Built for a war with the U.S. that never came, this nineteenth century Canadian fortress held prisoners hanged for rebellion. Do their restless ghosts still walk these grounds?
Built between 1832 and 1836, Fort Henry’s stone walls were completed just in time for the Rebellions of 1837–1838, which sought to overthrow the Canadian colonial government in favor of a republic. Nils von Schoultz, who led rebel forces at the Battle of the Windmill, was executed there. Today, his ghost is among many that visitors claim to encounter in the twilight hours. Paranormal-themed tours and an annual haunted house have capitalized on these strange tales and helped make this Canada’s most famous haunt.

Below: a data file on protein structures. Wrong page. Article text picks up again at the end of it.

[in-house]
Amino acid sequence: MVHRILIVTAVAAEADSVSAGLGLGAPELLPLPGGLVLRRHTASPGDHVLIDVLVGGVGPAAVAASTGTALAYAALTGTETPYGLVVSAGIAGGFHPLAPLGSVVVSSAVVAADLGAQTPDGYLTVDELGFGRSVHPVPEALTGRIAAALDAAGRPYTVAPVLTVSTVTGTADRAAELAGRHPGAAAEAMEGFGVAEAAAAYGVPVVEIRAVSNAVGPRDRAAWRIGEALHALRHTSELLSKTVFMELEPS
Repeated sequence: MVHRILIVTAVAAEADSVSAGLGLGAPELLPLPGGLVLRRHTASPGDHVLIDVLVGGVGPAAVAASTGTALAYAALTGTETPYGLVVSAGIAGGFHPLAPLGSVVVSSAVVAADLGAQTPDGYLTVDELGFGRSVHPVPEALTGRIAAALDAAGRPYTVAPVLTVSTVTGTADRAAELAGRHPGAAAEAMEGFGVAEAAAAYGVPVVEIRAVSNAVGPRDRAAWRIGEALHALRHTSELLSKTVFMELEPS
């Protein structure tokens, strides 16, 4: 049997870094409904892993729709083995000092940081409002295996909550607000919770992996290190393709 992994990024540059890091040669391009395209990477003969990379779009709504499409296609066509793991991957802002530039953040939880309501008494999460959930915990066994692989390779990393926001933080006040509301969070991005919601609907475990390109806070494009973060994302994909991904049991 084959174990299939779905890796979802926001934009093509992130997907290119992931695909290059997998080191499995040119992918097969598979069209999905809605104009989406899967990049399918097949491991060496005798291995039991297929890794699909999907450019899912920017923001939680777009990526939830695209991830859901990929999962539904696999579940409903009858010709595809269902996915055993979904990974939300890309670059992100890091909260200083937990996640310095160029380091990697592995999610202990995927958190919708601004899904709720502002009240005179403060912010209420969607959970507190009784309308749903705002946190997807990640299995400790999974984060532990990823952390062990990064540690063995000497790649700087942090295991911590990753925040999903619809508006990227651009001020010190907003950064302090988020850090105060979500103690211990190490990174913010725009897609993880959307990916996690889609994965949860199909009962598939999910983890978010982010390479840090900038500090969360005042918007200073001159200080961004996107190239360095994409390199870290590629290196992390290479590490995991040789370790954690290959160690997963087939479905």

The War of 1812 left relations between the United States and Great Britain at an all-time low. Raids along the Saint Lawrence River were common during the war, and Kingston, Ontario in what was then Upper Canada was seen as potentially vulnerable. The British eyed Point Henry as an ideal place for what became known as the “Citadel of Upper Canada”.
Early in the war, British Canadians erected a blockhouse and artillery battery on Point Henry to help defend Kingston and its naval dockyards. They continued fortifying it throughout the war, calling it Fort Henry after Henry Hamilton, one-time Lieutenant-Governor of the Province of Quebec and Governor of Bermuda.